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There’s No ‘Political Solution’ to Myanmar’s Crisis

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The Debate | Opinion

There’s No ‘Political Solution’ to Myanmar’s Crisis

International efforts to end the country’s conflict should be focused on helping the pro-democracy resistance win.

There’s No ‘Political Solution’ to Myanmar’s Crisis

FILE – Anti-coup protesters gesture with a three-fingers salute, a symbol of resistance during a demonstration against a police crackdown in Thaketa township in Yangon, Myanmar, Saturday, March 27, 2021.

Credit: AP Photo, File

Two years after the military coup, the conflict in Myanmar continues to intensify and the international community appears powerless to affect meaningful change. Global institutions, regional organizations, and neighboring countries continue to look for a “political solution” to Myanmar’s crisis, with calls for “peaceful” dialogue ad nauseam. And therein lies the problem: this elusive “political solution” does not exist.

The military junta’s unrelenting string of civilian massacres is proof that it has zero interest in accountability. Burning civilians alive, torching entire villages, bombing primary schools, and torturing detainees – the evidence is all documented and publicly available. Blatantly continuing monstrous human rights violations in the face of mounting evidence should be enough for the international community to realize that the military junta will not compromise.

The pro-democracy resistance is well aware of this fact and has been working towards removing the junta entirely. With resistance troops – a coalition of People’s Defense Forces (PDFs) and ethnic revolutionary organizations (EROs) – making encouraging gains and emboldened by heavy junta troop casualties, the die has been cast and both camps have moved far past the possibility of a negotiated settlement.

In fact, the junta now controls only around half of the country’s territory. The roughly 100,000-strong EROs are either in direct conflict with junta troops or are consolidating territorial control for regional autonomy and in some cases providing various forms of assistance to the PDFs. The 65,000-strong PDFs, the majority of whom are trained by battle-hardened ERO commanders or junta soldiers who have defected, have mostly been transformed into capable fighting forces now, armed with automatic rifles, snipers, machine guns, drones, and mortars.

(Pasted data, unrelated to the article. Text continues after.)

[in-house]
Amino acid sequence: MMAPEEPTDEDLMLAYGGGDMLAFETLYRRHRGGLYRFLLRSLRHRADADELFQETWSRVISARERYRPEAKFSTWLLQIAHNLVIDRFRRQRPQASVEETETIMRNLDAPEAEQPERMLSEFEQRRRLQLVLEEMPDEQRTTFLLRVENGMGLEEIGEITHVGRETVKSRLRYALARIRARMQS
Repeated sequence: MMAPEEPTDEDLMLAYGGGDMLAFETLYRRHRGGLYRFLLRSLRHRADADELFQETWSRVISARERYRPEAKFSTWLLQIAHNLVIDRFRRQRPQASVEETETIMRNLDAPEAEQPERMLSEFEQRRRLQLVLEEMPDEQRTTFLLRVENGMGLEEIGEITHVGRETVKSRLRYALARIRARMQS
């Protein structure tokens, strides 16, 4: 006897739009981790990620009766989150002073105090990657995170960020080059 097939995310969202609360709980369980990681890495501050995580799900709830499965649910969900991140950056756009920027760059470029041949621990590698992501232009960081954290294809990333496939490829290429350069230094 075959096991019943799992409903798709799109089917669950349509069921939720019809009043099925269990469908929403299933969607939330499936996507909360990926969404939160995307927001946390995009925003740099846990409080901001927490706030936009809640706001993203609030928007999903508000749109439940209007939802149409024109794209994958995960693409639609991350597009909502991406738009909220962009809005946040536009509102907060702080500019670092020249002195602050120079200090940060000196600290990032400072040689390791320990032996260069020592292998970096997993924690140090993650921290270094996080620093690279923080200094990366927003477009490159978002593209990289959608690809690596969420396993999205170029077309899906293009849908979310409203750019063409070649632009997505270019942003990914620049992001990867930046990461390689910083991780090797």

The resistance troops now outnumber junta combat troops, many of whom have lost the will to fight and face a crisis of combat effectiveness, thanks to gross mismanagement, crippling institutional corruption, and vitriolic hostility from the public. The junta’s remaining tactical superiority is its air force, which of late has not been helping its troops win battles and has instead been carrying out aerial massacres of civilian populations.

But the junta air attacks have only strengthened the people’s resolve to defeat the junta. The international community must acknowledge this and cease futile attempts to engage the junta, desperately hoping to dissuade it from murdering civilians. The generals have no remorse, will not cease atrocities, and certainly will not concede.

This is the military’s third coup. External parties, particularly regional partners, should be discerning enough to understand that the 2011 transition to a quasi-democracy was unexpected, though much welcomed, anomaly. First, Myanmar’s long-suffering people were desperate for any measure of progress after nearly a half-century of authoritarian rule. Second, the military government of the time had full territorial, economic, and administrative control of the country and was consequently able to initiate the transition on its own terms. Third, and most importantly, the transition was in the military’s best interest. The easing of sanctions helped enrich its business interests and the “reforms” served to secure its survival as the junta witnessed the Arab Spring rage and long-ruling autocrats fall.

However, once the civilian National League for Democracy administration started pushing for constitutional reform to remove the military appointees that held effective veto power in parliament, the military saw their political and economic hold on the country threatened. It should be clear by now, that the military never intended to relinquish power.

The repeated coups and sickening human rights violations over the past six decades should be a wake-up call for the global community, and a reminder that there is a severe moral hazard to negotiating with the Myanmar military. Coups have happened before and will happen again, if the military is allowed to maintain an outsized role in politics through another military-designed transition to civilian rule with the junta’s proposed sham elections.